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D20 books for Ravenloft

In these columns, I review non-Ravenloft D20 products, in order to pinpoint what can be salvaged for a Ravenloft DM, as presented or with modifications. I also reviewed WotC’s products, here. The d20 market is simply huge and nobody has the time and resources to cover all products. I will only cover the d20 products that are themed with similarity to Ravenloft, or could be used by a Ravenloft DM. Again, these opinions are IMHO, and I do not pretend to present the only possibilities, but I sincerely hope to provide interesting ideas. This column will grow with time! If you want your comments on a D20 book to be posted here as well, send them to me at Joel@FraternityOfShadows.com


Joël Paquin

Fear Effects

Author: Ed Wetterman
Type: Accessory – fear checks
Format: 13 pages, PDF netbook
Release date: 2005
Summary of content: A netbook developing effects of fear, based on a random effect table.
Distributor: it is available at http://www.rpgnow.com (2.50$).
Rating: *** ˝

Joel of the Fraternity

This short sized netbook is developing a tool for DMs – how to induce and manage fear effects on PCs. This is an optional tool, for DMs wishing to add the effect of fear or horror to players. Sometimes, a DM can be dismounted by players not showing fear (DM: “The priest finishes his summoning spell and the mighty Hastur makes an appearance in a frightful thunderclap! His 600 feet hulking shape towers over you!” Player of a 1st level fighter: “OK doke. I try to hit him with my sling”). Many people feel that realistically sometimes a PC should turn back and run. This tool should help them. It is of course a good idea to talk with your players about this new option. The main benefits are surprising and unplanned twists to the game, and more occasions of role play, something Ravenloft fans already are aware of.

The severity of the effect is depending on the fear type: minor spook, medium shock and great fright. These categories are simple and well explained, making it easy for a DM to sort the appropriate category. One thing that irks me is that fear and horror are mixed into one category; while for me they are two separate occurrences and should have different effects.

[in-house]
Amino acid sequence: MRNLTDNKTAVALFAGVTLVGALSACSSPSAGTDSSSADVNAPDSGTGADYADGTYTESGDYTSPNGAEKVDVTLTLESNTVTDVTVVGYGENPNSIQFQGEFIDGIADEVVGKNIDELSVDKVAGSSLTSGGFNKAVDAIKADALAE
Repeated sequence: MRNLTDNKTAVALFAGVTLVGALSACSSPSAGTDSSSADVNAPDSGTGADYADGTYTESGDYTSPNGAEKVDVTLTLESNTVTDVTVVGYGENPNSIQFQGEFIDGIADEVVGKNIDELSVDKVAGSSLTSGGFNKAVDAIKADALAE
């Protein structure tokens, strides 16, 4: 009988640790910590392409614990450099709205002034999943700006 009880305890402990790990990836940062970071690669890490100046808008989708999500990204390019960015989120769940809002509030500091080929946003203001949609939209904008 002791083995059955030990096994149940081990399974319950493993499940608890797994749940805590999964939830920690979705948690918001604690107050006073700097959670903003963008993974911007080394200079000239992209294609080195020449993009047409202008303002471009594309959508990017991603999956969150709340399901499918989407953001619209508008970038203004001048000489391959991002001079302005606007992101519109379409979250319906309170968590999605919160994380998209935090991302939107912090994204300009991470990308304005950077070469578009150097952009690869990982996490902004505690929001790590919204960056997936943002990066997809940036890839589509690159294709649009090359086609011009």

To see if your PC is affected or not by fear, in short, you get a Will save DC 10 (plus or minus check modifiers such as “being alone” or “seeing horrific things happening to a loved one”, etc.). If you fail it, you are affected by a fear effect and you should roll on the random table. One of the good ideas of this option it that if you roll “1” to your Will DC, your fear is increased by one category (a minor spook becomes a medium shock, etc.). On the other hand, if you roll “20”, you are hardened by your inner strength and get bonuses for the remaining of the session on fear checks (this last part is a good option for Ravenloft).

Then you roll a %100 and check the fear effect on the charts. Of course, there is a different column to check the chart according to the fear category your PC faces. The stronger the fear, the stronger the effects. The table lists effects are interesting, and really can enhance a game ex: “better you then me! Attempt to grab a random bystander or ally in an effort to place him between yourself and the object of the Horror check.”, “hysterical laughing” or “nightmares for 1-10 days”, etc. A lot of research seems to have been made to gather and develop these 100 effects, ranging from the mild spook effects to the heavy phobias, compulsions or mental disorder.

The bad part of random effects is that sometimes the effect has no link to what caused it, like if you see a gory scene and get “compulsion to eat only raw meat”. People would not react that way! ;) This said, in the opening part, the author write that is aware that sometimes DMs should reroll since the “what you see is what you get” result would be silly. That’s the only bug with randomization: sometimes you have to roll again for something more appropriate. But it’s not a major problem for me.

A cool thing of this optional tool is the “recovery from permanent effects” discussion. It explains in length how a player can get rid of a permanent madness or compulsion by a treatment with a psychiatrist or a stay in an asylum. The mechanics to deal with these are simple and effective, and open a large range of roleplay opportunities.

For the Ravenloft setting (my area of DMing): the setting of Dread already has its own fear mechanics, for fear, horror and madness checks. This “fear effects” netbook could be a good addition to the fear checks effects, but not for horror or madness checks, since Ravenloft mechanics for these checks are better and more appropriate to the setting.

Modern Advances: Spookmaster

Author: Steve Miller
Type: Accessory – new advanced class
Format: 12 pages, PDF netbook
Release date: May 2005
Summary of content: A short netbook developing a new advanced (prestige) class – the spookmaster.
Distributor: It is sold at www.rpgnow.com and rpg.drivethrustuff.com/
Rating: *** ˝

Joel of the Fraternity

Here’s a short but very interesting book about a new prestige class (“advanced” class, as it’s primarily made for D20 Modern, but it could be adapted to Ravenloft fairly easily). The Spookmaster is a class for people who had a near-death experience. Back from it, they can see and interact with the spirits of the dead. The abilities gained with this class are cool, such as: